Invasive Species

This use case (UC) covers Invasive Alien Species. Together with the Endangered Species UC, it will populate and demonstrate the 'Dynamics and Threats from and for Species of Policy Concern' part of the Biodiversity Digital Twin.  At present, the Endangered Species UC has not yet been developed.

This UC aims at quantifying the levels of invasion (i.e., the number of naturalized alien species) in different terrestrial habitat types across Europe under baseline conditions and various future climate and land-use change scenarios. The primary outcome of the use case will be spatially explicit and habitat-explicit projections of current and future invasion levels that can be updated as new current species distributions and/or scenario projections of environmental data become available. The UC will first explore naturalized alien plant species because of abundant vegetation and floristic data, which allow mapping species to habitat types. This will allow producing more refined estimates of invasion levels that are more informative for management and policy-making.

At the core of the Invasive Alien Species Digital Twin (IAS-DT) is joint species distribution modeling (JSDM). In the JSDM framework, the invasion level is calculated by modeling the presence of multiple co-occurring alien species and then summing species occurrences at a chosen spatial resolution. Compared to single-species or stacked species distribution models, JSDMs can better estimate the effects of environmental factors on species distributions because the information across many species is pooled together. Additionally, by leveraging the residual information, JSDMs can better predict species co-occurrence patterns and the overall assemblage composition. Such an approach is, therefore, advantageous to the previously employed approach to modeling the levels of plant invasion in Europe that involved first aggregating species occurrence data in calculating the level of invasion and then modeling the latter as a function of environmental predictors.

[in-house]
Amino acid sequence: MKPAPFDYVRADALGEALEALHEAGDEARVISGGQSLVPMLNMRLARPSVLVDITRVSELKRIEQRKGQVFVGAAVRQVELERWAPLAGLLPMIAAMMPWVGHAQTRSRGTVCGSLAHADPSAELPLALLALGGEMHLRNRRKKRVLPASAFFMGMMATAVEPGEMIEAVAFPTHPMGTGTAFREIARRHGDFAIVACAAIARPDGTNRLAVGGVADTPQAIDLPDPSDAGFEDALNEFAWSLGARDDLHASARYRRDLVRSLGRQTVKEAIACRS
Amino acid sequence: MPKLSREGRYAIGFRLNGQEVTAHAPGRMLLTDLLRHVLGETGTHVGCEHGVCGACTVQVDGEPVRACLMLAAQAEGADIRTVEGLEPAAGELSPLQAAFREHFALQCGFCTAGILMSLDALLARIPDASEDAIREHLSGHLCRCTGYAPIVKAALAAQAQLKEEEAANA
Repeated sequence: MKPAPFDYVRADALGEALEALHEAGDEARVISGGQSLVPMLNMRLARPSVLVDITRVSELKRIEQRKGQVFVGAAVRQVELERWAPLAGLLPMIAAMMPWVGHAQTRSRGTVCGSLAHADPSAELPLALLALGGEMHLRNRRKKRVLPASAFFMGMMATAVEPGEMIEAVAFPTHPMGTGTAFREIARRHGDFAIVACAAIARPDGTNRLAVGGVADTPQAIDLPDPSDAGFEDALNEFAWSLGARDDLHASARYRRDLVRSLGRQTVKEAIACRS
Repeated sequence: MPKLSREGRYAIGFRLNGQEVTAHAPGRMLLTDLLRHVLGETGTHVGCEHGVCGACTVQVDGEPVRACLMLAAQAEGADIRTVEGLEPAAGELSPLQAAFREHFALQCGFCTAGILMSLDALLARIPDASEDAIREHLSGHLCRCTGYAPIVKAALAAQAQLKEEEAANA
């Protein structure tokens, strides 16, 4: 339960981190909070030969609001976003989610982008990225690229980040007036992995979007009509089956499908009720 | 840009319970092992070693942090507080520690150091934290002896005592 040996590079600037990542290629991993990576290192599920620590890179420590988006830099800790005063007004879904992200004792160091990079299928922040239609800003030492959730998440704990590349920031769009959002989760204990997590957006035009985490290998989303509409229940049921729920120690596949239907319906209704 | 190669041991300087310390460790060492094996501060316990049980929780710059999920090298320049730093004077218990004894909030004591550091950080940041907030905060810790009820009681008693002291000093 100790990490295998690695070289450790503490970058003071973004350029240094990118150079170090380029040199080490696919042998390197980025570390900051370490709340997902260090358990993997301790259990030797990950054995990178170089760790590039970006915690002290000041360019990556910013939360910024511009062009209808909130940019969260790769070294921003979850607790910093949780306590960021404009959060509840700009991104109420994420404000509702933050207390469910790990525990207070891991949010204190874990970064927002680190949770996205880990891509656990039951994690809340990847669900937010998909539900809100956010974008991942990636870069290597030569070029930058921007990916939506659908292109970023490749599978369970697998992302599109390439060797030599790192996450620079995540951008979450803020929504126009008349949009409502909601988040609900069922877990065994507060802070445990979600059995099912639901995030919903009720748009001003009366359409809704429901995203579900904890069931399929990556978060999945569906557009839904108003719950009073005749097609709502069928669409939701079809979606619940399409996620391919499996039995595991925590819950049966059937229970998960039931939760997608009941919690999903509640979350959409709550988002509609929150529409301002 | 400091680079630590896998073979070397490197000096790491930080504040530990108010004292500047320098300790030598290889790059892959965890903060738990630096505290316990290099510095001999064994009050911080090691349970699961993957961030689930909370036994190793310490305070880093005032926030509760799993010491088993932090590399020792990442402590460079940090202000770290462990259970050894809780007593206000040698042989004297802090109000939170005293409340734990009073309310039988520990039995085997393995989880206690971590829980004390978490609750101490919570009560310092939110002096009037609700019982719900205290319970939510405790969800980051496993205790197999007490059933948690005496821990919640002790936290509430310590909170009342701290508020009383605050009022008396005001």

Dynamics and threats from and for species of policy concern

Invasive Species and Digital Twin Models

Data streams for the IAS-DT input data will be prepared per individual data source (i.e., per Research Infrastructure) and per data type (i.e., species occurrences, habitat, environment, etc.). A schema of the data streams can be seen in Figure 1 below.

Dynamic Data Driven Application Systems (DDDAS) is a conceptual framework that synergistically combines models and data in order to facilitate the analysis and prediction of physical phenomena. It is a two-layer system design where data assimilation and feedback loops create a bi-directional (data ßà model) information flow. These workflows will prepare data from the data sources in processing steps and will output the data into HDF5/netCDF4 files. Subsequent changes in data sources will be detected through feedback loops, and new data will be assimilated into the output files.

The raw output from JSDMs will be matrices of predicted species occurrence probability, which will then be post-processed into binary presence-absence matrices and the estimates of invasion levels (i.e., sums of individual species presences per grid cell per habitat). Once the models are parameterized on the baseline data, we will use them to produce projections under chosen climate and land-use (or land management) scenarios and visualize the levels of invasion (i.e., sums of species presences per grid cell) as maps.

Marina Golivets

In synergy with other anthropogenic drivers of environmental change, biological invasions cause global biotic impoverishment and loss of ecosystem services.  We aim to capture the dynamics of alien species numbers in major terrestrial habitat types in Europe and project it into the future, thus providing a solid basis for proactive environmental management and policy-making.

Marina Golivets, UFZ

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